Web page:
I suppose you could counter-act by mashing insanely high to give the bugs some food. Like I said, I think fermentation control will be a challenge.

Per previous post, will 24 hours of lacto fermentation really do anything? My lambic was only starting to get sour after 6 months.

But, you could consider 2-3 other much easier approaches, especially as you are new to sour beers:
1) Sour mash: take anywhere from 1 qt to 1 gallon of your runnings, let it cool, then add a handful of crushed grain. Cover it and leave it for 3 days and it'll smell awful and be really sour. Boil it to kill the bugs, then add to your fermenter. I've added tartness to a Saison with about 1 liter using this approach. I would use 2-3X more for true sourness.

2) Acid malt: I haven't done it, but adding acidulated malt is an easy way to get some lactic sourness into your beer.

3) Just add lactic acid. This would be the closest to "cheating", I suppose.


Again, this sounds like a challenging style to get right, but might be well worth it in the end.

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Old 09-10-2009, 01:30 PM   #7
chode720
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Quote:
Originally Posted by Sixbillionethans View Post

In order to get the lacto working, you're gonna need low alcohol. But at low alcohol, I'd be afraid that a Saison yeast will fully attenuate your sugars. (Ex: my 1.074 OG Saison w/ 3711 was 1.001 when I transferred to secondary, and it's still bubbling. No chance of that puppy getting sour.)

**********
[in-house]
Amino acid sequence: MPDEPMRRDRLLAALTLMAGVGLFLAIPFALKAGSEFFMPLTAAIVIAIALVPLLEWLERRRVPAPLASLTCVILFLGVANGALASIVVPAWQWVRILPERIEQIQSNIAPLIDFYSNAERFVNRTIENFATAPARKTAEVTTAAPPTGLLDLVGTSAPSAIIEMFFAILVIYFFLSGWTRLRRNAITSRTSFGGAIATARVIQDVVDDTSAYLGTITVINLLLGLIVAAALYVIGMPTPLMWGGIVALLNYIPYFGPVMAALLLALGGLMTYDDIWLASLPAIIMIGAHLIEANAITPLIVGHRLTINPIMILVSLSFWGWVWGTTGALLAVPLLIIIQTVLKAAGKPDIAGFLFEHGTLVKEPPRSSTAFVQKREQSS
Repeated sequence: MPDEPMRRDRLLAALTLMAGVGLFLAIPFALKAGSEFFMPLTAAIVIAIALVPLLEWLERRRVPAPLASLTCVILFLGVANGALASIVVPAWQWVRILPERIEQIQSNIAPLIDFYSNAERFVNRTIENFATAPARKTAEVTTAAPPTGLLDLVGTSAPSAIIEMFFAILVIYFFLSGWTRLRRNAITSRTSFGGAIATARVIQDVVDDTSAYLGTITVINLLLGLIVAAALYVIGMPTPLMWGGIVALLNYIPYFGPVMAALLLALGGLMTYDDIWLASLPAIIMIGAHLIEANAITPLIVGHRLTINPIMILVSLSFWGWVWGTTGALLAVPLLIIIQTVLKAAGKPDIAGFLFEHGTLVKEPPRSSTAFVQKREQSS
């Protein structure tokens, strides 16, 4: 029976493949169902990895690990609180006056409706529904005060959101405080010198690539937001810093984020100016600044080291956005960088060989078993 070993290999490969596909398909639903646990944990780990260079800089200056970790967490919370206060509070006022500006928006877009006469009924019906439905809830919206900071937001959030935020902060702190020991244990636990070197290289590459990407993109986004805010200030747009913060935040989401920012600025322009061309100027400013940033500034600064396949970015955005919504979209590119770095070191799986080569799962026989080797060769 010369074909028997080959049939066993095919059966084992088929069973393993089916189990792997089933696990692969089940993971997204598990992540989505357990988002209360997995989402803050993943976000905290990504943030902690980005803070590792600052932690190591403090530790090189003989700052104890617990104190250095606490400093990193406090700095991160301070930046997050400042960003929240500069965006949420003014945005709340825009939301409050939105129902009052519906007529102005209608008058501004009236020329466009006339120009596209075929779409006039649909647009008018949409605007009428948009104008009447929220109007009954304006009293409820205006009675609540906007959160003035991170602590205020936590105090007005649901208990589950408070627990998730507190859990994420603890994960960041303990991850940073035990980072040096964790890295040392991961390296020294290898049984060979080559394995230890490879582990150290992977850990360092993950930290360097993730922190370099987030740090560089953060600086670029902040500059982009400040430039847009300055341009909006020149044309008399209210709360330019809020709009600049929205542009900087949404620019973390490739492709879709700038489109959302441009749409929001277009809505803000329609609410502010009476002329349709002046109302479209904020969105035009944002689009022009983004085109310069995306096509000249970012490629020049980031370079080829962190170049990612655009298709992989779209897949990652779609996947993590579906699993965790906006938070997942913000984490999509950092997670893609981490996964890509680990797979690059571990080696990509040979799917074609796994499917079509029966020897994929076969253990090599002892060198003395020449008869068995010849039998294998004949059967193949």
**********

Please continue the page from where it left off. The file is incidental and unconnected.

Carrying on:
2) Acid malt: I haven't done it, but adding acidulated malt is an easy way to get some lactic sourness into your beer.

Just add lactic acid. This would be the closest to "cheating", I suppose.


Again, this sounds like a challenging style to get right, but might be well worth it in the end.
I think this is why you pitch the lacto in first, before you ferment. I did some more reading and saw that alcohol and an active fermentation will kill off the lacto. My impression is that a 24-72 hour lacto pitch before fermentation will add the lactic sourness, but takes about 6 months to age enough for that sourness from lacto to come thru. Also, im not concerned about the yeast chewing thru all of the sugars. I know that Saison yeasts get lazy near the end. I will temp control fermentation at around 66 and hopefully it will stop around 1.03. I know the Wyeast Saison strain tends to stop around 1.035 if the temp isnt ramped up.

Then I will rack to secondary, pitch some brett, and let that finish the beer off.

I did think about adding some acid malt as well. Maybe I'll use lacto and some acid malt....
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Old 09-10-2009, 02:03 PM   #8
Orangevango
 
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Make a gallon of all lacto saison and a 5 gallon batch of saison with just saison yeast, then blend them to taste.
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Old 09-10-2009, 02:12 PM   #9
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I did a 20% sour mash on my saision, it added a nice lactic tang to it. It isn't distinctly sour but you could do a 50% sour mash and get it real puckering if you wanted.

 
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Old 09-10-2009, 11:45 PM   #10
B-Dub
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WY3711 will not stop until most of the sugars are gone, like 1.006.